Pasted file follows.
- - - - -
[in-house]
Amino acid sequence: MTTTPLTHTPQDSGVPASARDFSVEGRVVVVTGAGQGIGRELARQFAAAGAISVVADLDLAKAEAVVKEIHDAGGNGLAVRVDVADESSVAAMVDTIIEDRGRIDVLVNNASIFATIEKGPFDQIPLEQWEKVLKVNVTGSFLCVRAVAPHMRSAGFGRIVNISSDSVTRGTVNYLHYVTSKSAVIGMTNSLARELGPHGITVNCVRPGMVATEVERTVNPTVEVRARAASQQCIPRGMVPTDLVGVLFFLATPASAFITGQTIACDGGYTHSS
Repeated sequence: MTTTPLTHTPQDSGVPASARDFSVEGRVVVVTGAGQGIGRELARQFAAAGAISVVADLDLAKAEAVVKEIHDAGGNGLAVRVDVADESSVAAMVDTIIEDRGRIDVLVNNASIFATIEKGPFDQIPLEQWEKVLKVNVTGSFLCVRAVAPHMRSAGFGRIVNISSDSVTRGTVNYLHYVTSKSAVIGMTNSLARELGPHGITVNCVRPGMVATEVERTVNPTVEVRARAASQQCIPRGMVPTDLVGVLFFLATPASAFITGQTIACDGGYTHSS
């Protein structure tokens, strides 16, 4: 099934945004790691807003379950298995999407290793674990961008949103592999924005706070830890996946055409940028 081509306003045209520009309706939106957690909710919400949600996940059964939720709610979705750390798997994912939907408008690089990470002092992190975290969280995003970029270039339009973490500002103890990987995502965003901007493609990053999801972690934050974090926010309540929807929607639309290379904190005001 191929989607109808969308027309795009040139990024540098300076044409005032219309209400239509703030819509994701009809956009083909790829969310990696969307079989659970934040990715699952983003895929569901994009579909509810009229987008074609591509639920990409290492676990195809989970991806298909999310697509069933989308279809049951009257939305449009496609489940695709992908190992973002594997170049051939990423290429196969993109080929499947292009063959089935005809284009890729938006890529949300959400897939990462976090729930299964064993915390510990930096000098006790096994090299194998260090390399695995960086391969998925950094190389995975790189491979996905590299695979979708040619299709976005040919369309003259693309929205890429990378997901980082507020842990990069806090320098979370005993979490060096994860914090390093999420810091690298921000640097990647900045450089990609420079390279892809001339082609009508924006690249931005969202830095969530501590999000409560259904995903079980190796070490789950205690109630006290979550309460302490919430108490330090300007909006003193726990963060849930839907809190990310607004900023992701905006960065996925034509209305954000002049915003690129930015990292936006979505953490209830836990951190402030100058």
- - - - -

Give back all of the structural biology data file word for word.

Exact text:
[in-house]
Amino acid sequence: MTTTPLTHTPQDSGVPASARDFSVEGRVVVVTGAGQGIGRELARQFAAAGAISVVADLDLAKAEAVVKEIHDAGGNGLAVRVDVADESSVAAMVDTIIEDRGRIDVLVNNASIFATIEKGPFDQIPLEQWEKVLKVNVTGSFLCVRAVAPHMRSAGFGRIVNISSDSVTRGTVNYLHYVTSKSAVIGMTNSLARELGPHGITVNCVRPGMVATEVERTVNPTVEVRARAASQQCIPRGMVPTDLVGVLFFLATPASAFITGQTIACDGGYTHSS
Repeated sequence: MTTTPLTHTPQDSGVPASARDFSVEGRVVVVTGAGQGIGRELARQFAAAGAISVVADLDLAKAEAVVKEIHDAGGNGLAVRVDVADESSVAAMVDTIIEDRGRIDVLVNNASIFATIEKGPFDQIPLEQWEKVLKVNVTGSFLCVRAVAPHMRSAGFGRIVNISSDSVTRGTVNYLHYVTSKSAVIGMTNSLARELGPHGITVNCVRPGMVATEVERTVNPTVEVRARAASQQCIPRGMVPTDLVGVLFFLATPASAFITGQTIACDGGYTHSS
């Protein structure tokens, strides 16, 4: 099934945004790691807003379950298995999407290793674990961008949103592999924005706070830890996946055409940028 081509306003045209520009309706939106957690909710919400949600996940059964939720709610979705750390798997994912939907408008690089990470002092992190975290969280995003970029270039339009973490500002103890990987995502965003901007493609990053999801972690934050974090926010309540929807929607639309290379904190005001 191929989607109808969308027309795009040139990024540098300076044409005032219309209400239509703030819509994701009809956009083909790829969310990696969307079989659970934040990715699952983003895929569901994009579909509810009229987008074609591509639920990409290492676990195809989970991806298909999310697509069933989308279809049951009257939305449009496609489940695709992908190992973002594997170049051939990423290429196969993109080929499947292009063959089935005809284009890729938006890529949300959400897939990462976090729930299964064993915390510990930096000098006790096994090299194998260090390399695995960086391969998925950094190389995975790189491979996905590299695979979708040619299709976005040919369309003259693309929205890429990378997901980082507020842990990069806090320098979370005993979490060096994860914090390093999420810091690298921000640097990647900045450089990609420079390279892809001339082609009508924006690249931005969202830095969530501590999000409560259904995903079980190796070490789950205690109630006290979550309460302490919430108490330090300007909006003193726990963060849930839907809190990310607004900023992701905006960065996925034509209305954000002049915003690129930015990292936006979505953490209830836990951190402030100058």